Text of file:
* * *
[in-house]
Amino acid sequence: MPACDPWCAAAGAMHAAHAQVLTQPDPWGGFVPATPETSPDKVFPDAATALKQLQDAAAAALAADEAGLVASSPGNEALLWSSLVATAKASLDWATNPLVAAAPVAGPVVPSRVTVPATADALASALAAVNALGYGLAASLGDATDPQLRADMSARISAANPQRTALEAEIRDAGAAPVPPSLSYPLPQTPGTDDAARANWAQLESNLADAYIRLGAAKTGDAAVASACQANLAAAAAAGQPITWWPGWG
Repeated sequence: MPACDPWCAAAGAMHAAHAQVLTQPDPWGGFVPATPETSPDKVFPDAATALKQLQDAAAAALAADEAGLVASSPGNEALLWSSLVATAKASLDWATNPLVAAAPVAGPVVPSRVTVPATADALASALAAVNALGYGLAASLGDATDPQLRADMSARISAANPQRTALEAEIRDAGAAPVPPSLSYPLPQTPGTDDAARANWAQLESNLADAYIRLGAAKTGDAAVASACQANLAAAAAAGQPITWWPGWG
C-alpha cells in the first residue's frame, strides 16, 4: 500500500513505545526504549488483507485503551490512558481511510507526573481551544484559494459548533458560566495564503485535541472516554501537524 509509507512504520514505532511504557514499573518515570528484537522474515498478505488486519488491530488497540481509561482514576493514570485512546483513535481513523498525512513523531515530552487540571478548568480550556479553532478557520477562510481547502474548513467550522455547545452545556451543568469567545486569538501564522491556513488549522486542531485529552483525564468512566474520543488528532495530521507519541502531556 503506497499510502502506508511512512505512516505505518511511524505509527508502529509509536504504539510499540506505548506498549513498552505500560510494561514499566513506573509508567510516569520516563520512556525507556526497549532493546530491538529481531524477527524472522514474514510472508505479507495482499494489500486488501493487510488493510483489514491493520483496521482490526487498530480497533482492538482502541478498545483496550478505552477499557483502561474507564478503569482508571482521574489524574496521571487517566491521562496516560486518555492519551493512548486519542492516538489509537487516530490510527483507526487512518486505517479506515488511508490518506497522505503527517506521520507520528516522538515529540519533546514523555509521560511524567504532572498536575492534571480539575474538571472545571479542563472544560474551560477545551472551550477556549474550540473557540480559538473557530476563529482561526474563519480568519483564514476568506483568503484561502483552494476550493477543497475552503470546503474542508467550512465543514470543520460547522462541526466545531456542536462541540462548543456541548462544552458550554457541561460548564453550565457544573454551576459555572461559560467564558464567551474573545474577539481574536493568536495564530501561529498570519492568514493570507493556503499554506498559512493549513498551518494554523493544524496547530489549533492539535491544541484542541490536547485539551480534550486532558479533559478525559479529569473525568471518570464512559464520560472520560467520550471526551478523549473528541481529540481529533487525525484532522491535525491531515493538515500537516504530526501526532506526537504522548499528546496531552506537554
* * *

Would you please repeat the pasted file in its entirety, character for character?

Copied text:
[in-house]
Amino acid sequence: MPACDPWCAAAGAMHAAHAQVLTQPDPWGGFVPATPETSPDKVFPDAATALKQLQDAAAAALAADEAGLVASSPGNEALLWSSLVATAKASLDWATNPLVAAAPVAGPVVPSRVTVPATADALASALAAVNALGYGLAASLGDATDPQLRADMSARISAANPQRTALEAEIRDAGAAPVPPSLSYPLPQTPGTDDAARANWAQLESNLADAYIRLGAAKTGDAAVASACQANLAAAAAAGQPITWWPGWG
Repeated sequence: MPACDPWCAAAGAMHAAHAQVLTQPDPWGGFVPATPETSPDKVFPDAATALKQLQDAAAAALAADEAGLVASSPGNEALLWSSLVATAKASLDWATNPLVAAAPVAGPVVPSRVTVPATADALASALAAVNALGYGLAASLGDATDPQLRADMSARISAANPQRTALEAEIRDAGAAPVPPSLSYPLPQTPGTDDAARANWAQLESNLADAYIRLGAAKTGDAAVASACQANLAAAAAAGQPITWWPGWG
C-alpha cells in the first residue's frame, strides 16, 4: 500500500513505545526504549488483507485503551490512558481511510507526573481551544484559494459548533458560566495564503485535541472516554501537524 509509507512504520514505532511504557514499573518515570528484537522474515498478505488486519488491530488497540481509561482514576493514570485512546483513535481513523498525512513523531515530552487540571478548568480550556479553532478557520477562510481547502474548513467550522455547545452545556451543568469567545486569538501564522491556513488549522486542531485529552483525564468512566474520543488528532495530521507519541502531556 503506497499510502502506508511512512505512516505505518511511524505509527508502529509509536504504539510499540506505548506498549513498552505500560510494561514499566513506573509508567510516569520516563520512556525507556526497549532493546530491538529481531524477527524472522514474514510472508505479507495482499494489500486488501493487510488493510483489514491493520483496521482490526487498530480497533482492538482502541478498545483496550478505552477499557483502561474507564478503569482508571482521574489524574496521571487517566491521562496516560486518555492519551493512548486519542492516538489509537487516530490510527483507526487512518486505517479506515488511508490518506497522505503527517506521520507520528516522538515529540519533546514523555509521560511524567504532572498536575492534571480539575474538571472545571479542563472544560474551560477545551472551550477556549474550540473557540480559538473557530476563529482561526474563519480568519483564514476568506483568503484561502483552494476550493477543497475552503470546503474542508467550512465543514470543520460547522462541526466545531456542536462541540462548543456541548462544552458550554457541561460548564453550565457544573454551576459555572461559560467564558464567551474573545474577539481574536493568536495564530501561529498570519492568514493570507493556503499554506498559512493549513498551518494554523493544524496547530489549533492539535491544541484542541490536547485539551480534550486532558479533559478525559479529569473525568471518570464512559464520560472520560467520550471526551478523549473528541481529540481529533487525525484532522491535525491531515493538515500537516504530526501526532506526537504522548499528546496531552506537554